What inspired you to begin working in the field of environmental health, and in your current work in particular?

I am a Yupik mother of four boys and a grandmother from Savoonga on St. Lawrence Island, located in the northern Bering Sea. Our people have maintained a traditional culture of reliance on traditional foods from the land and sea that provide physical, cultural, and spiritual sustenance.

I learned about the high levels of PCBs in our people in a news article in the Anchorage Daily News when I was a stay-at-home mom. This touched me personally because so many family members and friends from my community, including my parents, have suffered and died of cancer. I have had three miscarriages. I am inspired by this awareness and what I have come to learn about the contamination from military and distant sources and making the connection with the illnesses suffered by my people. I was brought up in a culture of caring where people work together. We were wronged by the US military and corporations that have contaminated my people without our consent. We are the victims of environmental violence. This goes against my culture and upbringing. I am inspired to hold the military and other polluters accountable and to achieve justice. I am inspired to work for the health and well-being of my people and our future generations.

Continue reading...


Read past interviews.


 
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EHN News
1 Apr Pollution from China taking high route to Central Valley, study says. Consumer goods aren?t the only products flooding into California from China; a significant amount of the air pollution in California?s Central Valley also originates across the Pacific Ocean, a new UC Davis study concludes. Sacramento Bee.

1 Apr EPA will require weed-resistance restrictions on glyphosate herbicide. U.S. regulators will put new restrictions on the world's most widely used herbicide to help address the rapid expansion of weeds resistant to the chemical, Reuters has learned. Reuters.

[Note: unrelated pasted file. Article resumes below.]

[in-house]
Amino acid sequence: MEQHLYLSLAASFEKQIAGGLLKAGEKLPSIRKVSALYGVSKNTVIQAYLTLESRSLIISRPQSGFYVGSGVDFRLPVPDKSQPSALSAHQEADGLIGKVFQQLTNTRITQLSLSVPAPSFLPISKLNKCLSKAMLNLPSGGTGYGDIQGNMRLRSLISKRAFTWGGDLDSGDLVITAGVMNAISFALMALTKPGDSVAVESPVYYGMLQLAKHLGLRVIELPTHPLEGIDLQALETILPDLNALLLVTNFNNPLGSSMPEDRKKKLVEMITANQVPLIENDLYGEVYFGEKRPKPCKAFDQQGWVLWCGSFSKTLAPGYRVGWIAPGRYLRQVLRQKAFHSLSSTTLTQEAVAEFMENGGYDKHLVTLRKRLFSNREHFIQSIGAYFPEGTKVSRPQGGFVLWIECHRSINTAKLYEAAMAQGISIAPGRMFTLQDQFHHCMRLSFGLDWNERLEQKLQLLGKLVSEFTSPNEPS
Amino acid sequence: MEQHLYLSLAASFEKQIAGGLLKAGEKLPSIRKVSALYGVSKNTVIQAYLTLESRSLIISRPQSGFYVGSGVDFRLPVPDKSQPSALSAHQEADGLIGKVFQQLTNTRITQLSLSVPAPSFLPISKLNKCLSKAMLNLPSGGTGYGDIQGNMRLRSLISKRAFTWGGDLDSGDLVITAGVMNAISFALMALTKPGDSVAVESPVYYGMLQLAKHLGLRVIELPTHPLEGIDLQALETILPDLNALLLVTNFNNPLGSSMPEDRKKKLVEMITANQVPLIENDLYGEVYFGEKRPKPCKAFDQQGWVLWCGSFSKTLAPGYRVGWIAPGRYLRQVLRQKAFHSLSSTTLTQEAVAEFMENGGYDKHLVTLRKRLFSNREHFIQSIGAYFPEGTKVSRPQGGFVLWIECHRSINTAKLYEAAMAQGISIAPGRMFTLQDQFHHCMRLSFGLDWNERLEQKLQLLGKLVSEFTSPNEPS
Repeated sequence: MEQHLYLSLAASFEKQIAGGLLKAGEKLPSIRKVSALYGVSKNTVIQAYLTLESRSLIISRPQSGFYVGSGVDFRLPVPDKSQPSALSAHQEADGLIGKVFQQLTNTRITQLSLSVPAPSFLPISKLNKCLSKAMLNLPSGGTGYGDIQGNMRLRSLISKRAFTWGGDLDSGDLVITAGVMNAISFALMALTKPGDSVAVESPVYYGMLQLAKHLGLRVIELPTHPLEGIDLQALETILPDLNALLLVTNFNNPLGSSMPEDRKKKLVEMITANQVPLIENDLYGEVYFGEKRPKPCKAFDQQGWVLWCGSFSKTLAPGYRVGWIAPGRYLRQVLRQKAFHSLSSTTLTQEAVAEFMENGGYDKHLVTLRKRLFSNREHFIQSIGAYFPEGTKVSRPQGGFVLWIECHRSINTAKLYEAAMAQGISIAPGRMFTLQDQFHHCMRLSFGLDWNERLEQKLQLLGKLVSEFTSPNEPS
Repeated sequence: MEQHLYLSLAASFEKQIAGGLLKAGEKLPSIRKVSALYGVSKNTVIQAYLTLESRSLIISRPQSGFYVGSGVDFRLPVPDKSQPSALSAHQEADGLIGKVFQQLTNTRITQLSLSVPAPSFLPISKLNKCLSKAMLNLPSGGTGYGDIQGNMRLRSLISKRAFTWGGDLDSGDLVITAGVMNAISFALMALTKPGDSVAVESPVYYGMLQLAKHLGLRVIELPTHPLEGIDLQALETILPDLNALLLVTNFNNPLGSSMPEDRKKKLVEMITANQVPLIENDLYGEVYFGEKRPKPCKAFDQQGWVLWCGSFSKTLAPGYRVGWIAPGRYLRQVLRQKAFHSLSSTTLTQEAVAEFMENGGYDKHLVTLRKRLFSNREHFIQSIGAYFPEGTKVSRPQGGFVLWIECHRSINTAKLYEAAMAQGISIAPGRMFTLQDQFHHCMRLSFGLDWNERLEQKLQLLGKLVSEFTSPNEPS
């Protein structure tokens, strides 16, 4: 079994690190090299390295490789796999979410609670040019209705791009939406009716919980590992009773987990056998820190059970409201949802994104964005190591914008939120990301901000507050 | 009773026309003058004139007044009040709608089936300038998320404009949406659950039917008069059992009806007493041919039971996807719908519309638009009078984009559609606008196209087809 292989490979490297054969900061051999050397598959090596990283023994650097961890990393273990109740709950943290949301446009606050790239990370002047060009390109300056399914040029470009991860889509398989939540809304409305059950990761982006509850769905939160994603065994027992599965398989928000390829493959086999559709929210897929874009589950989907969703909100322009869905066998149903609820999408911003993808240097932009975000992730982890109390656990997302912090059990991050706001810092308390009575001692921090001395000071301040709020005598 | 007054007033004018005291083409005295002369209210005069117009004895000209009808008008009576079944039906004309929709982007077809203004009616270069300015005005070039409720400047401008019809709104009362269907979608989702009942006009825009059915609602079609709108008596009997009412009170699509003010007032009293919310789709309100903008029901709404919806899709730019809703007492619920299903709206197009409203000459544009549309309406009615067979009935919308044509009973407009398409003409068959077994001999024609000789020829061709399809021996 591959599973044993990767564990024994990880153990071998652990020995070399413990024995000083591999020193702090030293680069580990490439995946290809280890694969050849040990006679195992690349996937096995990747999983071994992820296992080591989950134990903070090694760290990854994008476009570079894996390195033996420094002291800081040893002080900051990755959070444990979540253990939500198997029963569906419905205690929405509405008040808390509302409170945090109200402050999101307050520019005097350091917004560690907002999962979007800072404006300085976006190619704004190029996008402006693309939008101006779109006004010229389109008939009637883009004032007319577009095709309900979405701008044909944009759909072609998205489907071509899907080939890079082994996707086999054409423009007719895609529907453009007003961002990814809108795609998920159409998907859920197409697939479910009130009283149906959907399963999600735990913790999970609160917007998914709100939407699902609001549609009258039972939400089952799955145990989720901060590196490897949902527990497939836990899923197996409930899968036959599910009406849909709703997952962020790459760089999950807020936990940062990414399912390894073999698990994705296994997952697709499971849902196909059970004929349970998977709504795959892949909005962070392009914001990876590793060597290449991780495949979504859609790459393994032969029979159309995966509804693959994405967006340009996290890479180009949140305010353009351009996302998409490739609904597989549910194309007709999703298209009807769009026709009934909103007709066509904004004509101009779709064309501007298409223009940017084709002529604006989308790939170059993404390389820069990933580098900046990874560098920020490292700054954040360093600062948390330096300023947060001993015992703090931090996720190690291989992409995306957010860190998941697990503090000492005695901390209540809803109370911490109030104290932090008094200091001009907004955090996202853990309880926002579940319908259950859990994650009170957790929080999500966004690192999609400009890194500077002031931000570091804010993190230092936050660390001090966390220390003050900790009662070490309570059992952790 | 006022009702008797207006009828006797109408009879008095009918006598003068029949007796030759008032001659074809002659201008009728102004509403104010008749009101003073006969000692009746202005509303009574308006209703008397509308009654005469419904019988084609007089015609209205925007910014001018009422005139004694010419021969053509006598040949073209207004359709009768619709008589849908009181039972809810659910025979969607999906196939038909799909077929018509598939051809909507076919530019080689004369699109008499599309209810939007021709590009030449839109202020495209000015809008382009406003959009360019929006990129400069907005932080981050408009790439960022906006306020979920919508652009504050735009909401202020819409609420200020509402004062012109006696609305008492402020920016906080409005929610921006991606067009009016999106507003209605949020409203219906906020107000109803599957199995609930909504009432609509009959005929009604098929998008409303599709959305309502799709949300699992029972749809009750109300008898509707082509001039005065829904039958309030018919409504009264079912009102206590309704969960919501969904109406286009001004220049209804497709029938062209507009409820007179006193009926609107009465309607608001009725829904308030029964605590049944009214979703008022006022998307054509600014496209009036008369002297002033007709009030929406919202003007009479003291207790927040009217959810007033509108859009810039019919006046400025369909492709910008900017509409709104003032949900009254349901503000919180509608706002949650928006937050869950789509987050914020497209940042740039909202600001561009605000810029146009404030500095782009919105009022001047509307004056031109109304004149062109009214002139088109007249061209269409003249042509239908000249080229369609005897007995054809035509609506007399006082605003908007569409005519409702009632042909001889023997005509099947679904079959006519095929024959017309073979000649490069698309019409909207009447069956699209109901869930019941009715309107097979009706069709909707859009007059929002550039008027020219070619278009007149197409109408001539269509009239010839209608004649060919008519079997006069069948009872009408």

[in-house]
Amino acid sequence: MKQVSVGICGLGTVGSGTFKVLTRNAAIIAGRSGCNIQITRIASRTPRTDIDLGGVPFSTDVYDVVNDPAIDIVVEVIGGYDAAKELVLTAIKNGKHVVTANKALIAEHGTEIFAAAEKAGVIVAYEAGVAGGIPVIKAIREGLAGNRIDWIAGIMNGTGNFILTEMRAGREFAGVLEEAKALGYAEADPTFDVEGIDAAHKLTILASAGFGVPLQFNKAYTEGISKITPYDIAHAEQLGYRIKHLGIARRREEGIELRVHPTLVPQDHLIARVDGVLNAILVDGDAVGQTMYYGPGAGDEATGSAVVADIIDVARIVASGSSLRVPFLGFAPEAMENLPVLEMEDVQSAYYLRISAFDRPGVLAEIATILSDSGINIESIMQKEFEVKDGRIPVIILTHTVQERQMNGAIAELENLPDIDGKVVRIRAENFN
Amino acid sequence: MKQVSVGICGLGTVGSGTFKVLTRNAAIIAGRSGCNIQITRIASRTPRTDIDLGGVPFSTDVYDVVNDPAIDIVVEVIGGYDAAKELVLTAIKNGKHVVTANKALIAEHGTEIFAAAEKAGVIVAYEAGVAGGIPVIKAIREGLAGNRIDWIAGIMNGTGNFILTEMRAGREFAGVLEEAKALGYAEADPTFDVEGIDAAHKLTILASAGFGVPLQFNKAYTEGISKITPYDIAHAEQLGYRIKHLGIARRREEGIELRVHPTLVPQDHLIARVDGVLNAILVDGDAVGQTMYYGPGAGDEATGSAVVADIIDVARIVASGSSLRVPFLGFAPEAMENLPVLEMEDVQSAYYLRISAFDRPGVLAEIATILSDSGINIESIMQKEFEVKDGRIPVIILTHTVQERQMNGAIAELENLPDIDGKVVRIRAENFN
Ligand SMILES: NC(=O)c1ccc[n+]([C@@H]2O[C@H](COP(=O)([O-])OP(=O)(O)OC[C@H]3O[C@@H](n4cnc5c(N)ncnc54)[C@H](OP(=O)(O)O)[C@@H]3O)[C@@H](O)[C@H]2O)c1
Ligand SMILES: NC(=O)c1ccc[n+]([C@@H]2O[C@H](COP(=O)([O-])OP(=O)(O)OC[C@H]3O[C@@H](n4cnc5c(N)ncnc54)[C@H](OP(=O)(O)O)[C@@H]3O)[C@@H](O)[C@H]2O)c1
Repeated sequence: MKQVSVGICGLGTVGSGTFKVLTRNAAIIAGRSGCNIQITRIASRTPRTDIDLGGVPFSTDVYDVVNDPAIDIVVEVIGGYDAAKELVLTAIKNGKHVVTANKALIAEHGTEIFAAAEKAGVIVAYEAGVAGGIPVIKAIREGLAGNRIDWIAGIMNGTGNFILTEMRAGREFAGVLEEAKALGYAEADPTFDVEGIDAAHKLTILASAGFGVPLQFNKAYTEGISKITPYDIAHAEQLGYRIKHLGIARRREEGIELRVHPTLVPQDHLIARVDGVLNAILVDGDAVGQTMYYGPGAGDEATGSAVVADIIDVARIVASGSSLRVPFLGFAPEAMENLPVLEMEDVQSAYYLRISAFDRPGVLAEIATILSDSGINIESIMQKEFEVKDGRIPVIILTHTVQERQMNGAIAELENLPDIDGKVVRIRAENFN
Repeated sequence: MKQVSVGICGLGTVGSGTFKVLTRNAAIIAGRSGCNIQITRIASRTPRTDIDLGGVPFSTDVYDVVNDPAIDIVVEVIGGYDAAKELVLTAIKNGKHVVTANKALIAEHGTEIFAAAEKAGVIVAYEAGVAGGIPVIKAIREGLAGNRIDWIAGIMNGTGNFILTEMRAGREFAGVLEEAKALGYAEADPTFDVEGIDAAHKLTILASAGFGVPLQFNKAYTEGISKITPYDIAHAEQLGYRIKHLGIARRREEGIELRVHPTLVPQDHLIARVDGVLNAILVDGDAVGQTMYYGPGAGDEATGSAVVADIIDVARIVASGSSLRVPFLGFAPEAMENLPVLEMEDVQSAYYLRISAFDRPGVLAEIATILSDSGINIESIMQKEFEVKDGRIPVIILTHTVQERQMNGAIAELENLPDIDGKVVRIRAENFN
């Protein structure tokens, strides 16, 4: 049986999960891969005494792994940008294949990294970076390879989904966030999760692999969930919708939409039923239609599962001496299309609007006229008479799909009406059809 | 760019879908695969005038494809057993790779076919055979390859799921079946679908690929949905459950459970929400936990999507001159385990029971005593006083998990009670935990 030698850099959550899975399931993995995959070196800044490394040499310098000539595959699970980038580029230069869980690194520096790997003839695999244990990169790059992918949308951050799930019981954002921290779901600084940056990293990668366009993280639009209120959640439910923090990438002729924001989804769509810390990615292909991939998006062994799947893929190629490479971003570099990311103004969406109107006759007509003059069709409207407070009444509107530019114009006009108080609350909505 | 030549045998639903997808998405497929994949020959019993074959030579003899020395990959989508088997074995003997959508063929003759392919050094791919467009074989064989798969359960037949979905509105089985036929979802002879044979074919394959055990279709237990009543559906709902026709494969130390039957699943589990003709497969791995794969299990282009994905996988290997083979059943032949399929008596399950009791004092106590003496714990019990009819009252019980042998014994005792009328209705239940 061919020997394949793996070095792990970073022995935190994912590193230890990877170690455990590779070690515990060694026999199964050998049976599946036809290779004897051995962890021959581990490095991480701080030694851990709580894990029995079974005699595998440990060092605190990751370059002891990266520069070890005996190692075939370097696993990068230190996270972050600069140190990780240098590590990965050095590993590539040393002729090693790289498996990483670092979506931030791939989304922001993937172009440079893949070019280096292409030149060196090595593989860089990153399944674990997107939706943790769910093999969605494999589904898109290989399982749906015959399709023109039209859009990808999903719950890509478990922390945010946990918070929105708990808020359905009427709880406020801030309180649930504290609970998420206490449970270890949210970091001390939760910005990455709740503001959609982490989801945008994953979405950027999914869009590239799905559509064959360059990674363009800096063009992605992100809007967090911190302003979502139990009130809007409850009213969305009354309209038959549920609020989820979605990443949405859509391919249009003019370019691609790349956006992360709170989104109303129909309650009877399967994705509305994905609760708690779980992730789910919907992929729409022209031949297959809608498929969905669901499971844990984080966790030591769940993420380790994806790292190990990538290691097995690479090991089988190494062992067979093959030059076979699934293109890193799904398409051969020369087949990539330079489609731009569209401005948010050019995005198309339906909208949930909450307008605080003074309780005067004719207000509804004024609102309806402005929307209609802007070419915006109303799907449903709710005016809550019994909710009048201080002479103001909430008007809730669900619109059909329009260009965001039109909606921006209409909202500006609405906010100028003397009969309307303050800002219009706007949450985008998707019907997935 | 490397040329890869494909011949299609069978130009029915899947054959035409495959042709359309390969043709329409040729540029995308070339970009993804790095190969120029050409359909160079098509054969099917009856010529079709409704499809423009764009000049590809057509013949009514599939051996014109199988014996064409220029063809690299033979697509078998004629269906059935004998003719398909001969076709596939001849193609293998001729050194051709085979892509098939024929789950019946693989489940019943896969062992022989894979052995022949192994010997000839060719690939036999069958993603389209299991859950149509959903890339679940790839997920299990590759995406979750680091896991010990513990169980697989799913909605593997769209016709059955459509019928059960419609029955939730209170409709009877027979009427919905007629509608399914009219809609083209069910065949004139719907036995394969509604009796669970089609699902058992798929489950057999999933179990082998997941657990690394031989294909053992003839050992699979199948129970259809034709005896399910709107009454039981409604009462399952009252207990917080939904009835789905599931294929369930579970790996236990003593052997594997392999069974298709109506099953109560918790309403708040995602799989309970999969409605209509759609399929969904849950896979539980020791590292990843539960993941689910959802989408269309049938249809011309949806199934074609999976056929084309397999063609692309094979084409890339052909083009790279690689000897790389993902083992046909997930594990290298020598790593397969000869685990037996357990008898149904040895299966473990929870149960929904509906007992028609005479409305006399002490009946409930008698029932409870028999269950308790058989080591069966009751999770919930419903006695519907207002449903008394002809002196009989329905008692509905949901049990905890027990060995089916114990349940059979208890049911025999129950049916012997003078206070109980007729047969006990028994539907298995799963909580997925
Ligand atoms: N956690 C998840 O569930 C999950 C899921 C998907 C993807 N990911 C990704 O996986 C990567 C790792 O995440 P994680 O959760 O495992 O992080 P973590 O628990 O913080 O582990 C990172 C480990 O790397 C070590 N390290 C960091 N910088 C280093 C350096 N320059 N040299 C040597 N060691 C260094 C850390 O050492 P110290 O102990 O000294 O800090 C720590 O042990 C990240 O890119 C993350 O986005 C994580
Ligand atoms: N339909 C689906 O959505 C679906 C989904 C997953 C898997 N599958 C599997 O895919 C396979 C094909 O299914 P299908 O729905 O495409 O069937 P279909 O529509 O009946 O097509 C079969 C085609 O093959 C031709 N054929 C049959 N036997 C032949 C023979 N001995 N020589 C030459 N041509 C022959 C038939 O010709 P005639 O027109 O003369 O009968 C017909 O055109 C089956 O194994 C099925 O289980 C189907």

1 Apr Forget the sharks. Another danger may lurk in coastal waters. Scientists in Great Britain have found a reason why summer shore-worshipers should demand cleaner coastal waters. You could be increasing your exposure to antibiotic-resistant bacteria. Newark Star-Ledger.

1 Apr Oregon Legislature targets antibiotics in factory farms. The Oregon Legislature is considering limiting the nonmedical use of antibiotics in large animal farms through two bills, with the hopes of preventing the growth of antibiotic-resistant bacteria. Salem Statesman Journal.

1 Apr Monsanto donates $4M to save butterflies. Agribusiness Monsanto Co., whose popular weed killer Roundup has been partly blamed by critics for knocking out monarch butterflies' habitat, said Tuesday it is committing $4 million to efforts to stem the worrisome decline of the black-and-orange insects. Associated Press.

1 Apr Deepwater oil spill: BP steps up PR effort to insist all is well in the Gulf. In the run-up to the five-year anniversary of the Deepwater Horizon spill this April, BP is ramping up its effort to convince consumers that life is returning to normal on the Gulf coast. The Guardian.

1 Apr Ohio EPA tries to block Cleveland harbor sediment from being dumped in Lake Erie. The Ohio Environmental Protection Agency on Tuesday issued a permit that would allow the U.S. Army Corps of Engineers to dredge Cleveland's harbor, but not permit it to put any of the dredged material in Lake Erie. Cleveland Plain Dealer.

1 Apr Pollution from China taking high route to Central Valley, study says. Consumer goods aren?t the only products flooding into California from China; a significant amount of the air pollution in California?s Central Valley also originates across the Pacific Ocean, a new UC Davis study concludes. Sacramento Bee.

1 Apr Obama submits 'ambitious' global warming plan. The U.S. formally submitted to the United Nations a commitment to reduce its climate-warming greenhouse gas emissions by up to 28 percent below 2005 levels by 2025. Mashable.

1 Apr Watch shipping lanes carry carbon dioxide around the globe. A new map showing the level of atmospheric carbon dioxide around the world finds that many of the world's biggest shipping routes are surprisingly polluted, given their location far from land. Washington Post.